In Boyd’s grand scheme of things, Orientation drives action. The easiest and most reliable way to defeat opponents is to mess with their orientations so that the resulting actions are ineffective, late, or missing altogether.
It’s an ancient idea, all the way back to Sun Tzu (“All warfare is based upon deception.”), and that’s just what we have in writing. We can be sure the idea itself dates way before Sun Tzu.
In any case, a few thousand years later, Boyd added the idea of operating inside the OODA loop:
Mentally we can isolate our adversaries by presenting them with ambiguous, deceptive, or novel situations, as well as by operating at a tempo or rhythm they can neither make out nor keep up with. Operating inside their O-O-D-A loops will accomplish just this by disorienting or twisting their mental images so that they can neither appreciate nor cope with what’s really going on. Strategic Game, 47
The core idea is that you have to execute your nefarious plan before your victim can understand what’s happening, which includes clearing up the ambiguity and seeing through your deceptions. And just as the picture is becoming clear, it isn’t the right picture. That’s how pickpockets and many stage magicians work. As Caroline Williams wrote recently for BBC Future,
According to neuroscientists our brains come pretty much hard-wired to be tricked, thanks to the vagaries of our attention and perception systems. In fact, the key requirement for a successful pickpocket isn’t having nifty fingers, it’s having a working knowledge of the loopholes in our brains. “How pickpockets trick your mind“
As we’ve pointed out before, the side with the most accurate orientation wins, or at least that’s the way to bet. Often, just good enough will do:
“A street thief will avoid like the plague people who are demonstrating a very open awareness of their environment. The man on the tube who is looking around, being very aware, they won’t go anywhere near,” quoting “stage pickpocket” James Brown.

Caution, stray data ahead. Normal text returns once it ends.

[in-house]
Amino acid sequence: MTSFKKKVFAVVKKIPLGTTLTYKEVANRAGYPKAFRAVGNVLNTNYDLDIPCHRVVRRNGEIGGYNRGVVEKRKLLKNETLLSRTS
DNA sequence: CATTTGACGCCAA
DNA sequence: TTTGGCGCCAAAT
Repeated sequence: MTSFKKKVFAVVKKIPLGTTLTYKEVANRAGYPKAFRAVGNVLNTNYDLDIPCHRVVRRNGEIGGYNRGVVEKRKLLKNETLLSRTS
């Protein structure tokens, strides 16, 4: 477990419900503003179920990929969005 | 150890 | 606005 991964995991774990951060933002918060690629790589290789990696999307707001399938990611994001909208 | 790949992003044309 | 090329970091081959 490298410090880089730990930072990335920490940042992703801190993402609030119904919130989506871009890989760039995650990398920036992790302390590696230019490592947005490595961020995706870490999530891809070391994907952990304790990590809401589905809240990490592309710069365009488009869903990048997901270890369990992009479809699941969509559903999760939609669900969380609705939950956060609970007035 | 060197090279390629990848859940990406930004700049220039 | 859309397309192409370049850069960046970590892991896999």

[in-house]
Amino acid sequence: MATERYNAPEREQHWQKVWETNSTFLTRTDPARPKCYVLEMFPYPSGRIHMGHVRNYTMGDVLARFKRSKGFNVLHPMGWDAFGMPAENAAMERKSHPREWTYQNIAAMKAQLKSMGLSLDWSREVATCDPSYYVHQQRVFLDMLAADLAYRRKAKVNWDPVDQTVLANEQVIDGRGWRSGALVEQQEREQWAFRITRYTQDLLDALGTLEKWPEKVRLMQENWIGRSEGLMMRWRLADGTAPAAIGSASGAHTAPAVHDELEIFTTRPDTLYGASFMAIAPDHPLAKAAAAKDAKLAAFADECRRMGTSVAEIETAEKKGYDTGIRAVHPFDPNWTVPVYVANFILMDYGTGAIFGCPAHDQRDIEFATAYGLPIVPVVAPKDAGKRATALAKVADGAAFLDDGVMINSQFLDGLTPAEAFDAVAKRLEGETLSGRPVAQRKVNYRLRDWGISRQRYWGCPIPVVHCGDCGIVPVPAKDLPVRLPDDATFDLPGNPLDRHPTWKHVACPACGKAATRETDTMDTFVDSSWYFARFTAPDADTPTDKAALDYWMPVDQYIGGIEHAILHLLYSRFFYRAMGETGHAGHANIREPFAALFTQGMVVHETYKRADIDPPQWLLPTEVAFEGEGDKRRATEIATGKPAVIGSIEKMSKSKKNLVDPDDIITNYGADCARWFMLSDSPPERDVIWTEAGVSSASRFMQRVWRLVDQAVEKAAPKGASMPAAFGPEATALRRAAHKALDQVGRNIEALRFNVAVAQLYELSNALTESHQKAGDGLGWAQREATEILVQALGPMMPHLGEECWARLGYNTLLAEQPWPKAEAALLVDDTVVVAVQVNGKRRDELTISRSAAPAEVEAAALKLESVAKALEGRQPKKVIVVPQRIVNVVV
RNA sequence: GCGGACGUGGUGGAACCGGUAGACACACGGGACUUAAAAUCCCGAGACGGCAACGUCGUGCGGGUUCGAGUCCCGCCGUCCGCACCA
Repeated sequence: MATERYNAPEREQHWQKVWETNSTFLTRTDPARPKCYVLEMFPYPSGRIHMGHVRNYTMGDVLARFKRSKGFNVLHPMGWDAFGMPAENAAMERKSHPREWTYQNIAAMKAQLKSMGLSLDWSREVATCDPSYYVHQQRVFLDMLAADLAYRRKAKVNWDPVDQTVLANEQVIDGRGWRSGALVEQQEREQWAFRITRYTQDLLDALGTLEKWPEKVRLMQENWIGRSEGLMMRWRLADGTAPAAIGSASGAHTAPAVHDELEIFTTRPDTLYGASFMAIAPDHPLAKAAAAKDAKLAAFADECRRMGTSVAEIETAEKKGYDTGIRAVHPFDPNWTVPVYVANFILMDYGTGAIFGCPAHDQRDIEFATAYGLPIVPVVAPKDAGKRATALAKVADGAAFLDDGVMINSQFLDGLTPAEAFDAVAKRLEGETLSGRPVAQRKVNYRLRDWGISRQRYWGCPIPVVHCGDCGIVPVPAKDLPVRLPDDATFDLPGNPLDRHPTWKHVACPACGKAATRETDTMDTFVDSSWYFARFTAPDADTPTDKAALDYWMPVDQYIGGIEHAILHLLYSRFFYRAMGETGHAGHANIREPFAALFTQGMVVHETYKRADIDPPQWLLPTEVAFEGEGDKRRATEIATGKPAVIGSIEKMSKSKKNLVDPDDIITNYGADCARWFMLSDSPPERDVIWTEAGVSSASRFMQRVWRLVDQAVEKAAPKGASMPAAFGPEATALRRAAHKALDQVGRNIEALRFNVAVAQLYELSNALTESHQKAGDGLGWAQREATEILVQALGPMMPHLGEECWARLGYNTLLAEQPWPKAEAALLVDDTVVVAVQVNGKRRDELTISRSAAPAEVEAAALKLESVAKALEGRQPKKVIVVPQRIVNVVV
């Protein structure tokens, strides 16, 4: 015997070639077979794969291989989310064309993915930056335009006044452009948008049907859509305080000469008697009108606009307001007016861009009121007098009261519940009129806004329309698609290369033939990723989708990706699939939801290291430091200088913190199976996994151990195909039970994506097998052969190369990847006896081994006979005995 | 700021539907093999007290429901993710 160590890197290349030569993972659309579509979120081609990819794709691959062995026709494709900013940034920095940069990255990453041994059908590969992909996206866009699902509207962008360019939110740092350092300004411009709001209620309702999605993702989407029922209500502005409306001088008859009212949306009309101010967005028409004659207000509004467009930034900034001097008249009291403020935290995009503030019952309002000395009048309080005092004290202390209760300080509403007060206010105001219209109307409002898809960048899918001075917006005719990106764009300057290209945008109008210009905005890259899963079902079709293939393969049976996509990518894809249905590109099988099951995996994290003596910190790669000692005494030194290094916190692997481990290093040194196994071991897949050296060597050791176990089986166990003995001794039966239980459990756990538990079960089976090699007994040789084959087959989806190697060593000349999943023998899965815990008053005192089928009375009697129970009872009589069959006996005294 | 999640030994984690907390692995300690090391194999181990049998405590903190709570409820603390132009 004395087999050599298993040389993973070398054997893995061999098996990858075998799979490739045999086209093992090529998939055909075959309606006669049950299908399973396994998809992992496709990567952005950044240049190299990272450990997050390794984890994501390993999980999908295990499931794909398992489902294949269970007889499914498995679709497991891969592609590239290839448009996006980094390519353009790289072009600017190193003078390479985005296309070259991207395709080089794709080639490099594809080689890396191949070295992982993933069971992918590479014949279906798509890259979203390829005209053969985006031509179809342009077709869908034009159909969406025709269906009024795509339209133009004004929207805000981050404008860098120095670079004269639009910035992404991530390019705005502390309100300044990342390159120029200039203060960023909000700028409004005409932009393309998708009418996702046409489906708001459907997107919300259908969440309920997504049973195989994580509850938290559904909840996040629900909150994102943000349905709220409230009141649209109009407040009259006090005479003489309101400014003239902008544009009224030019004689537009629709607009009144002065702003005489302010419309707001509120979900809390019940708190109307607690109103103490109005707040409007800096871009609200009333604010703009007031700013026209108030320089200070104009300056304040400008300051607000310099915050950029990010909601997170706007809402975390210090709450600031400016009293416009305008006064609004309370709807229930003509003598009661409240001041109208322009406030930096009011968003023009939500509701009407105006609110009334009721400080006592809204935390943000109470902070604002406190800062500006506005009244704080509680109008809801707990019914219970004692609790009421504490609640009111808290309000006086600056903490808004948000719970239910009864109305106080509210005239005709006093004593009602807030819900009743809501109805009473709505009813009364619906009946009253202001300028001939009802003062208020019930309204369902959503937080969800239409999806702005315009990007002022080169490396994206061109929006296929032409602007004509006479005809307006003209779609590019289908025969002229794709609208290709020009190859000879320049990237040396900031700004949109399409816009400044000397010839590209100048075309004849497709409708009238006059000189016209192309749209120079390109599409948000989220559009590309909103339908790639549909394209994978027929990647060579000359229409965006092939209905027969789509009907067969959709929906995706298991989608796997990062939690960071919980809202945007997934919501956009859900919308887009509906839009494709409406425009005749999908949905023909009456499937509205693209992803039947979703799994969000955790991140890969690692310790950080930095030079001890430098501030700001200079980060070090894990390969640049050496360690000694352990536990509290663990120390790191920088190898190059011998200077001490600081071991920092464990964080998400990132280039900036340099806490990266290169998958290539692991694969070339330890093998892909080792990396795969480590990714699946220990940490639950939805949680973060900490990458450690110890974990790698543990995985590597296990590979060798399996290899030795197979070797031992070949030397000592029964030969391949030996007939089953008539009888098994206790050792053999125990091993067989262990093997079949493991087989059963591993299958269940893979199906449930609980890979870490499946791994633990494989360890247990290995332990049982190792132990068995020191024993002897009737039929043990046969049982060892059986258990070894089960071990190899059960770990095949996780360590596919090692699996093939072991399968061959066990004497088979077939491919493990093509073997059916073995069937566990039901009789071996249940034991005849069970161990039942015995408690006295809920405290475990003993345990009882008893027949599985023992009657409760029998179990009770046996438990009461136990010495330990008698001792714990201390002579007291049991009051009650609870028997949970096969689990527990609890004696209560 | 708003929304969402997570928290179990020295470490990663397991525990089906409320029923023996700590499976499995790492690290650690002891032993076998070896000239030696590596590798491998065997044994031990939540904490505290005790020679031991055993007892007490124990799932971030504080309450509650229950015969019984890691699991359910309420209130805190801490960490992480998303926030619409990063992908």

If you read Williams’s article carefully, you can see that pickpockets play on the assumptions of their victims. For all practical purposes, “assumptions” might be considered as the static component of “orientation.” You might think of “orientation” as the mental model, based upon our assumptions, that we can use to make predictions about what will happen if …
Mistaken assumptions, then, often lead to mistaken conclusions, and this can happen even in the pristine world of physics, as another recent article, this time on PBS, illustrated:
Einstein was “one of the most accomplished scientists ever—he took part in the process of discovering quantum mechanics,” says [Harvard astrophysicist Avi] Loeb, and yet “he had a prejudice that turned out to be wrong.” Kate Becker, “The Mistaken Assumptions That Changed Physics History“
Another article worth reading carefully.
We read these, and our reactions might swing between “This is terrible; people should be more careful,” to “Idiots! I’d never do anything that stupid.” Boyd’s approach might be more like: These are indeed terrible. Wonder how we can inflict more of them on our opponents?